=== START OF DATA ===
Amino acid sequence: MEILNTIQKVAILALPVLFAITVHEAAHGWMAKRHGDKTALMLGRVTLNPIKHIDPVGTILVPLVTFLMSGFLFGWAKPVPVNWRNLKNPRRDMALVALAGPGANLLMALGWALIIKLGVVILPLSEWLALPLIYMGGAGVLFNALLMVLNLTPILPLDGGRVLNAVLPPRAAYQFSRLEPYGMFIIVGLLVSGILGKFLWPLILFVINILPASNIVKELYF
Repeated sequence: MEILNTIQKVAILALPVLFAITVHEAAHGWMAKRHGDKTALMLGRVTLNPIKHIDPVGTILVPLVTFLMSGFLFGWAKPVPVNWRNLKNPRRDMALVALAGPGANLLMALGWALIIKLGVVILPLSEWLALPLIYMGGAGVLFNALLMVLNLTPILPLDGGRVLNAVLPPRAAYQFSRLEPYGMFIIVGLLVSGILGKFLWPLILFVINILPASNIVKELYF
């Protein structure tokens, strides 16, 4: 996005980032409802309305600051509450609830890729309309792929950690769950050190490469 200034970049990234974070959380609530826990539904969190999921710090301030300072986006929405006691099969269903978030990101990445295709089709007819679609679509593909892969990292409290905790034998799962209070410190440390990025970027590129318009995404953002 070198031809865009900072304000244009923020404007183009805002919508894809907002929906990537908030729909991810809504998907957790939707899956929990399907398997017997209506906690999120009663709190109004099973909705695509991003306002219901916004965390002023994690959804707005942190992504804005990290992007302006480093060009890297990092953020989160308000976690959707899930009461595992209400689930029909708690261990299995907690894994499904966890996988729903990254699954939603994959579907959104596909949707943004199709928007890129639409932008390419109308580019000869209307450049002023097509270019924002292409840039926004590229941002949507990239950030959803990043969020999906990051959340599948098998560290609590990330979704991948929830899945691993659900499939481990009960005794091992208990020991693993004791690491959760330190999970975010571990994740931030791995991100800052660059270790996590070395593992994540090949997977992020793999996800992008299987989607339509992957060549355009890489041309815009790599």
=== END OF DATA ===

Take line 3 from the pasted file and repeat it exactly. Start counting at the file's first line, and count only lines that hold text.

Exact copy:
């Protein structure tokens, strides 16, 4: 996005980032409802309305600051509450609830890729309309792929950690769950050190490469 200034970049990234974070959380609530826990539904969190999921710090301030300072986006929405006691099969269903978030990101990445295709089709007819679609679509593909892969990292409290905790034998799962209070410190440390990025970027590129318009995404953002 070198031809865009900072304000244009923020404007183009805002919508894809907002929906990537908030729909991810809504998907957790939707899956929990399907398997017997209506906690999120009663709190109004099973909705695509991003306002219901916004965390002023994690959804707005942190992504804005990290992007302006480093060009890297990092953020989160308000976690959707899930009461595992209400689930029909708690261990299995907690894994499904966890996988729903990254699954939603994959579907959104596909949707943004199709928007890129639409932008390419109308580019000869209307450049002023097509270019924002292409840039926004590229941002949507990239950030959803990043969020999906990051959340599948098998560290609590990330979704991948929830899945691993659900499939481990009960005794091992208990020991693993004791690491959760330190999970975010571990994740931030791995991100800052660059270790996590070395593992994540090949997977992020793999996800992008299987989607339509992957060549355009890489041309815009790599």